Since writing on the question of whether citizen’s juries might be better than focus groups I have been thinking more about the kinds of questions a randomly selected group of citizens could usefully deliberate upon. The answer probably depends on the objective of the process.
When Gordon Brown became prime minister of Britain in 2007 he announced citizen’s juries as his ‘new big idea’. It seems from his speech announcing the policy initiative that his aim was to improve communication between his government and the general public. His emphasis was on new ways of listening to people, consulting on new ideas and engaging in a dialogue and deliberation. He attended some of these citizen’s juries himself. An internet search indicates that the response at the time ranged from strong support to cynical suggestions that his motive might have to obtain more photo opportunities. Remarkably, within about a year the big new idea seems to have vanished without leaving a trace on the internet. I don’t know what happened. It is odd that there doesn’t seem to have been a public post mortem about what went wrong (or right) with the process. My guess is that the novelty of listening and consulting might have worn off.
It seems to me that the most useful objective of citizen’s juries would be to influence public opinion by providing a considered point of view that people might consider more trustworthy than the views of political leaders, interest groups or experts making judgements outside their areas of competence. In other words, this process might help to address the combination of rational ignorance and hubris (or narcissism or whatever) that tends to lower the level of public debate on policy issues.
So, what types of questions might usefully be put to citizen’s juries? In my view the relevant questions would arise mainly from the issues that professional politicians find difficult to deal with because public opinion is ill-informed or unstable. Establishing citizen’s juries to look at such issues could be viewed as experiments to help a government to decide whether to take the political risks involved in introducing reforms.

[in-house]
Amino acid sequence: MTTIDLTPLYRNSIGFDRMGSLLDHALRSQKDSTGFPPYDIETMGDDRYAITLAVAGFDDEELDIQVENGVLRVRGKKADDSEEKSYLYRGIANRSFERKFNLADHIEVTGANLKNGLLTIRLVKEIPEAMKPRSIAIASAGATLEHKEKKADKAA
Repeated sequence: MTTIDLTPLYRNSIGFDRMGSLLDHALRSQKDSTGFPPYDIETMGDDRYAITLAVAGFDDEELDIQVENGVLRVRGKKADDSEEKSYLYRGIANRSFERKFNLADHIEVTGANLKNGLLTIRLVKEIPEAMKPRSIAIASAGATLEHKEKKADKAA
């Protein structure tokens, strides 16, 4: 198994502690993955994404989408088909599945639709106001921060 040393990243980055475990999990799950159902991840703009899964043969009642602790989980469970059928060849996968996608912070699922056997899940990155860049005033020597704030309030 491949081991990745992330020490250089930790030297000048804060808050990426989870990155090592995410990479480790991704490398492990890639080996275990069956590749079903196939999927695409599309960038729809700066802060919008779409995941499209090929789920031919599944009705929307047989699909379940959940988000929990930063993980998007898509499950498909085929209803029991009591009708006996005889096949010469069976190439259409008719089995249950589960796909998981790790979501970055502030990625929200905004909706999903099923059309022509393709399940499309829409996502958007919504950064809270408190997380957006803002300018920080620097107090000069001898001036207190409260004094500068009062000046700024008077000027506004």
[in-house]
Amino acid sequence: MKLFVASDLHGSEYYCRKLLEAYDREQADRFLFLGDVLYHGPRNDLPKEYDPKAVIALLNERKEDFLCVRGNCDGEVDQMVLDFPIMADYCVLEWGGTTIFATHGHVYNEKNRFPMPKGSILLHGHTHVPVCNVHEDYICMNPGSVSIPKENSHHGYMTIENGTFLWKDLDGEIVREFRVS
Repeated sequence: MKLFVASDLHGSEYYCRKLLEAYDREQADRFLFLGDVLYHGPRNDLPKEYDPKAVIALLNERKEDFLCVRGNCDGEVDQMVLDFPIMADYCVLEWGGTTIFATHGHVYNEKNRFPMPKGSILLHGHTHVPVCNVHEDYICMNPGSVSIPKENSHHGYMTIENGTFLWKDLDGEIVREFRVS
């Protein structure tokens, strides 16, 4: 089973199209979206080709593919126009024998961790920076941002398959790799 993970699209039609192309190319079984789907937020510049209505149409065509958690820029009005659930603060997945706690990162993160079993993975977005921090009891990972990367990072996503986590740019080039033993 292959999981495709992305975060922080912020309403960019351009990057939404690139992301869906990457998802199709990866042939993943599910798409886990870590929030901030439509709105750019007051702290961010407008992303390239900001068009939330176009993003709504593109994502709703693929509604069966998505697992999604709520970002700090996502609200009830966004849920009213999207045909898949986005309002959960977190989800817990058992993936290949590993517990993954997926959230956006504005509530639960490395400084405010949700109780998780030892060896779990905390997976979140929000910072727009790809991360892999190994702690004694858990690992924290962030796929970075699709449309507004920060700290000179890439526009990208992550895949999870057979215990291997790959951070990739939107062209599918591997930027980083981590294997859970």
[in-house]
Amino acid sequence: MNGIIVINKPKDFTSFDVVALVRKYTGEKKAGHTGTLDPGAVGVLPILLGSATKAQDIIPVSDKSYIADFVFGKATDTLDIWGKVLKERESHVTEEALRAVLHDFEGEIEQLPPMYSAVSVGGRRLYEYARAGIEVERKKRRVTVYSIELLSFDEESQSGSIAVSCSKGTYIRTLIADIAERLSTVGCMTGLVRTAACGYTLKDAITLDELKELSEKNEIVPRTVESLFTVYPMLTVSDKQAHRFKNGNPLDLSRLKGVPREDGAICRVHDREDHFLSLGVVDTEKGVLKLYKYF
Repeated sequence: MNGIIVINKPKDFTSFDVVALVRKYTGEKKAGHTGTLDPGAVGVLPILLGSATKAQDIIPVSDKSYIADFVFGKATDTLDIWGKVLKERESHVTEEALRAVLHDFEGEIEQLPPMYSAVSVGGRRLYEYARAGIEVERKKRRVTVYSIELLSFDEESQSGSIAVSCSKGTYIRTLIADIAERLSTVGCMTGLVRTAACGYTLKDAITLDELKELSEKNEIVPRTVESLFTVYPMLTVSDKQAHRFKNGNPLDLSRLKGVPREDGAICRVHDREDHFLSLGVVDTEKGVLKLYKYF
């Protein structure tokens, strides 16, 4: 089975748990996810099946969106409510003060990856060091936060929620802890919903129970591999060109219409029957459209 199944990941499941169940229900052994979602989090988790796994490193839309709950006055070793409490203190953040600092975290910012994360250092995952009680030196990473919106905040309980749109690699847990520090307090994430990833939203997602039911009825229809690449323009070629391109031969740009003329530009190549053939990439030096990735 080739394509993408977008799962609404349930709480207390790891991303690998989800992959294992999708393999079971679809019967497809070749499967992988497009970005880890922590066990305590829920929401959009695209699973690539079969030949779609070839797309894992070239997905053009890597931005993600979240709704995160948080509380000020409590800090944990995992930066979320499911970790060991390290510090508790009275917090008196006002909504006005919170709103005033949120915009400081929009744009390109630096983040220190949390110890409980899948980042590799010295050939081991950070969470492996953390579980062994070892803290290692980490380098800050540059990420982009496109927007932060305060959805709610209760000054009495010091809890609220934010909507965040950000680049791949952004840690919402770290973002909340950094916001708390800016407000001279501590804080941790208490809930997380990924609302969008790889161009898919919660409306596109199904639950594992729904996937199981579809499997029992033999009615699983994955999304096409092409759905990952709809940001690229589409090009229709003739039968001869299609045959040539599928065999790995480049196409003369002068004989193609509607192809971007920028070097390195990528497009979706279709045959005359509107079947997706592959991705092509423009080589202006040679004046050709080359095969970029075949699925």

I am not sure to what extent citizen’s juries have previously been viewed in that light. From the little I have read on the topic, the inclusion of unorganized citizens in policy processes is often seen as a desirable end in itself.
Greg Cutbush, a visiting economist at ANU Enterprise, responded to my last post by suggesting that before I get too enthusiastic about citizen’s juries I should take a look at a citizen’s forum on a proposal for a container deposit scheme in New South Wales.
In brief, the citizen’s forum was part of a review of container deposit legislation conducted by Stuart White of the Institute for Sustainable Futures at UTS in 2001. Other parts of the review included a cost benefit study of container deposit legislation (CDL), stakeholder and community consultations and a ‘televote’. The ‘televote’ involved two polls, the second of which followed provision to respondents of ‘balanced written information on the various arguments in favour and against CDL’. The eleven members of the citizen’s forum were provided with essentially the same written information, presentations from government officials and independent CDL experts, as well as exposure to three days of deliberation.
As a result of the provision of information in the televote process, support for CDL fell from 71 percent to 59 percent. By contrast, the citizen’s forum unanimously agreed to the implementation of CDL. I wonder whether the emergence of consensus reflects the impact of three days of deliberation.
In the aftermath of the exercise one member of the project team, Carolyn Hendriks, commented:
‘The introduction of new players to the policy debate, particularly in terms of their representativeness and legitimacy, was one of the key concerns raised by the interest groups in a recent Australian citizens jury held on Container Deposit Legislation (CDL). There were two key issues here. Firstly, interest groups questioned the capacity of ordinary citizens to comprehend their arguments. Secondly, most of the CDL interest groups saw themselves as the only legitimate stakeholders. According to this viewpoint, citizens with an opinion or interest in the issue can only enter the policy debate via a valid group. Extending public participation to virtual stakeholders such as lay citizens appeared to insult interest groups because it down-played their expertise and their long-term investment in the issue.’
The problem she alludes to was the withdrawal of some stakeholders from making presentations to the citizen’s forum, which necessitated reliance on written material. It is not clear whether this had any impact on the outcome of the deliberation process.
However, I have doubts about the value of the whole exercise because it isn’t clear that participants in the forum were asked the most appropriate question. As pointed out by Access Economics, in its review of the White report, the question of how best can governments increase recycling rates requires a ranking of CDL against other feasible options rather than an a consideration of whether a CDL scheme might be better than the status quo.
If citizen’s juries are asked the wrong questions they might reach unanimity about matters that are not particularly relevant to the policy choices that governments have to make.